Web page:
On Thursday 6th of July, MedClimaLizer team did the intense monitoring of physical chemical parameters – from 6 a.m. to 12 p.m. – at the ‘mimics’ site in Santa Teresa Bay (La Spezia, I)(Figure 1 and 2).

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Figure 1. First sampling at 6.00 a.m. in Santa Teresa Bay.

Every 6 hours, the team collected temperature, salinity, oxygen, pH, T.A. and samples for carbonate chemistry measurements, with the aim to record daily variability of chemical-physical parameters.


Figure 2. Seawater monitoring and sample analyses during the Night-Lab.

Air temperature conditions in June, monitored via ENEA meteorological station, were approximately 5°C higher than the mean temperature recorded for the same month in the past few years. EXO2 probe revealed high seawater temperature at 4 m depth (Figure 3).

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Figure 3. Seawater temperatures (°C) from 22nd June to 14th July 2017 collected with ExO2 probe.

The next night-lab will be do in one month time, at the beginning of August.

Citizens discovering Ellisolandia elongata ‘mimic’ project

On Saturday 10th June, SPEZIA OUTDOOR dedicated a day to explore sea jobs around Santa Teresa Bay (La Spezia, I). Twenty-two citizens, among young and adults, were guided to discover professionals working with and within the sea such as mussel farmers, researchers and sailors.

MedClimaLizers Lab presented the on going project on Ellisolandia elongata ‘mimics’ to citizens, currently running in Santa Teresa Bay.

Seminar

Citizens explored the ‘reef’ by snorkeling under the guidance of researchers and, in the afternoon, young promising ‘scientists’ spend hours at the microscope to look at the fauna inhabiting E. elongata natural reef.

Mimics deployed for underwater test!

Today favorable weather and sea conditions finally allowed MedClimaLizers Team to start in field work activities.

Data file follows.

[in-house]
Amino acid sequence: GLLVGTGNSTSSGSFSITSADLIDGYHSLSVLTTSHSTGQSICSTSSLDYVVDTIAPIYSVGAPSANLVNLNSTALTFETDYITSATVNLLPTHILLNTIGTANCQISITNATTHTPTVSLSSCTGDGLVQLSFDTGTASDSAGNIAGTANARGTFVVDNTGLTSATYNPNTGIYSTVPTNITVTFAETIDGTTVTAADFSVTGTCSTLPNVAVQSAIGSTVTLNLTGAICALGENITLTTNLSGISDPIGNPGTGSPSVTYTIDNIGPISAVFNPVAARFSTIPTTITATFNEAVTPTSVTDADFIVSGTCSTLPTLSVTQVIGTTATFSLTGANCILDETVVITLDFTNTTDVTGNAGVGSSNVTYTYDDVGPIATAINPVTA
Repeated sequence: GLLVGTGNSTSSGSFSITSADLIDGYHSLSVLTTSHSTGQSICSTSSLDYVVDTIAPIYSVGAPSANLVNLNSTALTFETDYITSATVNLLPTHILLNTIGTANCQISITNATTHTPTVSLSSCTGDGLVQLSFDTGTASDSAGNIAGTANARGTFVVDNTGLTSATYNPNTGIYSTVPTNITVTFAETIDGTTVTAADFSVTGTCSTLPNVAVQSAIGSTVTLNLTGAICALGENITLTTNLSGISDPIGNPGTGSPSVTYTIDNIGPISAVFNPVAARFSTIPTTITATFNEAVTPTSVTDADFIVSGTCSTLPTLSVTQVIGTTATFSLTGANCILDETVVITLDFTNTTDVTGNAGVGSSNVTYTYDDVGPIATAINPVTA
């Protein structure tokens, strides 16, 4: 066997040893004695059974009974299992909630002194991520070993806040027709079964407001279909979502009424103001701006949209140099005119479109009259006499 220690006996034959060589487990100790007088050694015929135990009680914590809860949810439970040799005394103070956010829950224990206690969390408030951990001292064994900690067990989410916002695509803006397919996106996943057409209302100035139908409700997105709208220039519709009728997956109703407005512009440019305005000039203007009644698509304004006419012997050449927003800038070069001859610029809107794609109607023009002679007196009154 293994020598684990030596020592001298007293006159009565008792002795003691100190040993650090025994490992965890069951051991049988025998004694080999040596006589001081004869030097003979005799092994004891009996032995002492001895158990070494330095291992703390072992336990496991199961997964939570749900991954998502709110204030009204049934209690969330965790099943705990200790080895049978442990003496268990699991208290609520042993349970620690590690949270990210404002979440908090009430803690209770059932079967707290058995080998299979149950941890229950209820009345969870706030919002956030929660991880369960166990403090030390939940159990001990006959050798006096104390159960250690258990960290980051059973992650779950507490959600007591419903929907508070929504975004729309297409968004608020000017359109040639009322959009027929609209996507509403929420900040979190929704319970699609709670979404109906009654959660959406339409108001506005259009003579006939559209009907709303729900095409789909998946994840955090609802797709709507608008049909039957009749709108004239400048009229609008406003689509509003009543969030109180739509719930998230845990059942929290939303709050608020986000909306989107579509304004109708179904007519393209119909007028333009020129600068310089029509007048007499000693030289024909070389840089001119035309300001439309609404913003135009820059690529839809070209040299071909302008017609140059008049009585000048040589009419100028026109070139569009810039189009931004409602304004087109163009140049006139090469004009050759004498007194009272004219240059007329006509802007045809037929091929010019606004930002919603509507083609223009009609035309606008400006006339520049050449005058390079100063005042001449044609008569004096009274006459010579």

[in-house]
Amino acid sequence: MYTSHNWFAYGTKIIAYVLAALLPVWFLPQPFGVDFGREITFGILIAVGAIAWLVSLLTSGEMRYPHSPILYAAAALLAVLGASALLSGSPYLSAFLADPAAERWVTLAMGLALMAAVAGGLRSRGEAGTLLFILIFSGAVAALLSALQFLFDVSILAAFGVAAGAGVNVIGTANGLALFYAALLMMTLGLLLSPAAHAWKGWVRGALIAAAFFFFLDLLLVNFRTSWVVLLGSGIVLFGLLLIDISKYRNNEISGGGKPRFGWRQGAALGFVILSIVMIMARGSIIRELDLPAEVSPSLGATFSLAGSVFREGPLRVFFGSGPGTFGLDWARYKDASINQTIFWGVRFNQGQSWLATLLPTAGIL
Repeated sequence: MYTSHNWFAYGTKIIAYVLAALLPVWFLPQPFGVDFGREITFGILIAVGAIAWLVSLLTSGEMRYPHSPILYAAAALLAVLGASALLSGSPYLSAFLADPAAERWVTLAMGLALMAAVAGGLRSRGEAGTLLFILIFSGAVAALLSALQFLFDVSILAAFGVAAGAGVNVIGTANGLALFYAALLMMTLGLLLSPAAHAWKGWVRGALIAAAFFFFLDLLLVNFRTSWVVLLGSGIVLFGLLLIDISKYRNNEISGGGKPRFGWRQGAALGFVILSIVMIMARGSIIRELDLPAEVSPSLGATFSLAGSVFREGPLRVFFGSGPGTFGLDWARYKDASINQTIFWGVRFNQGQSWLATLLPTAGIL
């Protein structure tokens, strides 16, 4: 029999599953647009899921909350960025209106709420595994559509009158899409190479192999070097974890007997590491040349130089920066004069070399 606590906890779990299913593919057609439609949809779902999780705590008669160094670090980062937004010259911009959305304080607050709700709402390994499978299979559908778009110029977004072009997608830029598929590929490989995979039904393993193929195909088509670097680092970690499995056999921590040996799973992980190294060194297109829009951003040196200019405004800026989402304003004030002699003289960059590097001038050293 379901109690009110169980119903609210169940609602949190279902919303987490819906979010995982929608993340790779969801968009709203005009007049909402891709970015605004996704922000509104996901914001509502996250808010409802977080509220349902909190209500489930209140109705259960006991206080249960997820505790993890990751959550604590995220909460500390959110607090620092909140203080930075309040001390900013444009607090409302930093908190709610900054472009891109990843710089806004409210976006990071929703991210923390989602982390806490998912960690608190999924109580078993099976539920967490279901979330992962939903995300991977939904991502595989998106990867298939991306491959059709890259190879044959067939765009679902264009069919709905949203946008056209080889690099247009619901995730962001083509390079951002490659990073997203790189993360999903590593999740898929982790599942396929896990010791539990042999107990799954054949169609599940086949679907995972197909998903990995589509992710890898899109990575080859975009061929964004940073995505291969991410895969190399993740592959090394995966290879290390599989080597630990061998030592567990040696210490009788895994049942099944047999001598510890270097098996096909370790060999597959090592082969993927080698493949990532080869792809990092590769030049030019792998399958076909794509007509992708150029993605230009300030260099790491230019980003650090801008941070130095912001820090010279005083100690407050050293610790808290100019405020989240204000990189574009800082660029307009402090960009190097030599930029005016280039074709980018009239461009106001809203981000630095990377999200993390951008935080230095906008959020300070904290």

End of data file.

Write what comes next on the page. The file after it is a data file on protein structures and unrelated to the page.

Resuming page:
E. elongata reef colonizing the south west external artificial barrier of Santa Teresa Bay has been fully explored, and three transect have been properly identified and marked (Fig. 1).

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Figure 1. Exploring natural reef site at Santa Teresa Bay (A) and underwater transect positioning (B)

Then, three ‘mimics’ have been inclosed in the epoxy resin (Fig. 2) and deployed (one ‘mimic’ per transect) for the underwater testing phase.

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Figure 2. ‘Mimics’ and epoxy resin before the deployment

The three ‘mimics’ will be properly tested in the next few days: a perturbation is expected to arrive in the Gulf of La Spezia, thus ‘mimics’ experience the intensity of wave action (approx. 150 cm height). If this testing phase is successful (no reef and/or frond lost), the whole reef (60 ‘mimics’) will be deployed, and the acclimatization period starts (approx 1 month).

Getting ready for being deployed!

The ‘mimics’ are finally completed: 70 reefs (Fig. 1 A) have been prepared and positioned on pec-bases and fixed with zip-tide (Fig. 1B).

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Figure 1. All ‘mimics’ (A) and details of ‘mimics’ and bases (B).

The ‘mimics’ will be deployed in the site (Fig. 2) in a couple of weeks time. Each reef will be fixed within the natural reef by using an epoxy resin.

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Figure 2. Gulf of La Spezia (A) and S. Teresa Bay (B). Deployment site: red dot.

Thank to a collaboration with CNR-ISMAR (Trieste and Bologna), the complete carbonate system will be monitored in the experimental site over 1 year, including also temperature, salinity, pH, light intensity (in continuum monitoring), turbidity, fluorescence and oxygen (twice a month). ENEA meteorological station and Li-cor (pCO2 air-monitoring) will also provide air data on the site.

Scuola di Mare S. Teresa (www.scuoladimaresantateresa) and Coop. di Mitilicoltori spezzini (www.mitilicoltori.it) will host the experiment, the underwater monitoring station acquiring chemical-physical parameters, and they will contribute in sharing information about the project to citizens and schools.